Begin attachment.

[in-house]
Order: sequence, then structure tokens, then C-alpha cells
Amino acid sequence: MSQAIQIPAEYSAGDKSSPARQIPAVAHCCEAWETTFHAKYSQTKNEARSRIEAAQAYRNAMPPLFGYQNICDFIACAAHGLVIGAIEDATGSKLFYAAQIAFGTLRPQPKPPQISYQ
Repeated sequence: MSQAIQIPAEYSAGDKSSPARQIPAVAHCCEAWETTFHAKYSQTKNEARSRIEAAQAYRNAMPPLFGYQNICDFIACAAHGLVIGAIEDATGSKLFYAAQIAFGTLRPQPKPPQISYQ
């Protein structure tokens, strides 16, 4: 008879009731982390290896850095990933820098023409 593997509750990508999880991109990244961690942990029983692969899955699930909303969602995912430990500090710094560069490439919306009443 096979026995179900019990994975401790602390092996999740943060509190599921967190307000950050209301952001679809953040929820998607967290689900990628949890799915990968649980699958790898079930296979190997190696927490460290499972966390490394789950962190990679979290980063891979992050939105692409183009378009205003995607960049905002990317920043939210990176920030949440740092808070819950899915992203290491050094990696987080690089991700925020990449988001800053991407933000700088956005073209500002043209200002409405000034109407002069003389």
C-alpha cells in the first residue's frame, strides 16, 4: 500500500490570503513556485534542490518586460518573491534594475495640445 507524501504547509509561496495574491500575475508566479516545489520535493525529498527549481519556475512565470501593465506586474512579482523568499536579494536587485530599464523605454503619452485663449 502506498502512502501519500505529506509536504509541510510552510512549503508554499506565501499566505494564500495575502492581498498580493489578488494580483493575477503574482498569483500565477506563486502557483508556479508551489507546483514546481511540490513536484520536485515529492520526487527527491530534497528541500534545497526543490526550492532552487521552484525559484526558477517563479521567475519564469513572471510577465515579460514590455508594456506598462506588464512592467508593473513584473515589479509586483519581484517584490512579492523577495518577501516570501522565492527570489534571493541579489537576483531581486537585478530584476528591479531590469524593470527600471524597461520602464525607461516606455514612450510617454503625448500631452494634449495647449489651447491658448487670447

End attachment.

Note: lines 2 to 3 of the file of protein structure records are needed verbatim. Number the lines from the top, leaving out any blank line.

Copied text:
Order: sequence, then structure tokens, then C-alpha cells
Amino acid sequence: MSQAIQIPAEYSAGDKSSPARQIPAVAHCCEAWETTFHAKYSQTKNEARSRIEAAQAYRNAMPPLFGYQNICDFIACAAHGLVIGAIEDATGSKLFYAAQIAFGTLRPQPKPPQISYQ